Frantz Johannes Hansen

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Frantz Johannes Hansen (4 September 1810 in Copenhagen – 14 March 1852) was a Danish author and was also an amateur musician. He is buried at Assistens Cemetery in Copenhagen.[1]


Frantz Johannes Hansen showed poetic talents at an early age. He studied with Hans Christian Andersen, and also took classes from Christoph Ernst Friedrich Weyse in 1828.[1] While studying in college, Hansen published some poems in 1832 and his book Læsning for den fine Verden (Reading for the Fine World). From this book he received the nickname "Fine Hansen." In 1834, Hansen received a law degree, which later earned him a modest living, first working in the Archives Office. In 1848, he worked with the Ministry of Justice. Hansen, who enjoyed the outdoors, felt trapped inside his workplace. However, in his leisure time he continued to pursue his literary ambitions: in 1839 he issued a volume of Romantic poems, which contained one of his best-known pieces, "Korsaren og hans Brud" (The Corsair and his Bride). Under the pseudonym Torkel Trane, he published the novel Let Sind og Letsind (Light Mind and frivolity). Hansen attempted dramatic writing, some of which appeared at the Royal Danish Theatre, but did not have a successful debut. A comedy, En liden Hemmelighed (A Little Secret), was performed several times in 1894, and was probably his most successful dramatic work. After Hansen's death, his collection Lyriske Digte (Lyrical Poems, 1852) was published with a preface that gives a brief biography of the writer.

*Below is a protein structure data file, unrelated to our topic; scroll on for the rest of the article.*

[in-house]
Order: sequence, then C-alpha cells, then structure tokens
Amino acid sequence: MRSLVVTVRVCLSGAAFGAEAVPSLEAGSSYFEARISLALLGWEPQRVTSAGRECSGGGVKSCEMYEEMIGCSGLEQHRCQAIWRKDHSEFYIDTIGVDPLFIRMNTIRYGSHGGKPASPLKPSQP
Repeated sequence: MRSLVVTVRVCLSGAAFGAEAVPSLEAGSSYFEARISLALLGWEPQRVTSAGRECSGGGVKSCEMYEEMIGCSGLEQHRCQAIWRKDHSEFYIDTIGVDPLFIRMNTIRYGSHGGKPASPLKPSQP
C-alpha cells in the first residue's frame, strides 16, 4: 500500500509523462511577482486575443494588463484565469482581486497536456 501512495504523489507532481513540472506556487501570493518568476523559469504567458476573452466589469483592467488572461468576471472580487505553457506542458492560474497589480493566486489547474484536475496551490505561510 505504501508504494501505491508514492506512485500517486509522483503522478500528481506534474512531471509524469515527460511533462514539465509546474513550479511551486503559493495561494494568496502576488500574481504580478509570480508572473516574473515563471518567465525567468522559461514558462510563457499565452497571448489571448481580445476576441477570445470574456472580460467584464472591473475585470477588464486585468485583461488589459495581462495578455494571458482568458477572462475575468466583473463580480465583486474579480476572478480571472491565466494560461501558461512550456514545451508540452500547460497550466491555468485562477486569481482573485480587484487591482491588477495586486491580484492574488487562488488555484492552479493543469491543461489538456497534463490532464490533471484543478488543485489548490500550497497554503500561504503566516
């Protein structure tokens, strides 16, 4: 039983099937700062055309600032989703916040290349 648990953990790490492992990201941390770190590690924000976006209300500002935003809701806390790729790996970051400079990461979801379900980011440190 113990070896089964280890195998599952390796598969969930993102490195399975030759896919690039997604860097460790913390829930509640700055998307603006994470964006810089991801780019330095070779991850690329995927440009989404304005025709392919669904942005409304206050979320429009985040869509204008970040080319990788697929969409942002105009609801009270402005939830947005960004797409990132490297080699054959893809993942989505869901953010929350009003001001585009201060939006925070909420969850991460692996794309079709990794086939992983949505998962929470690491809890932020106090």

Notable works include 6 Galopper til Studenterforeningen (1836).

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  1. ^ a b julia&keld (Aug 11, 2010). "Frantz Johannes Hansen". Retrieved 2 August 2012.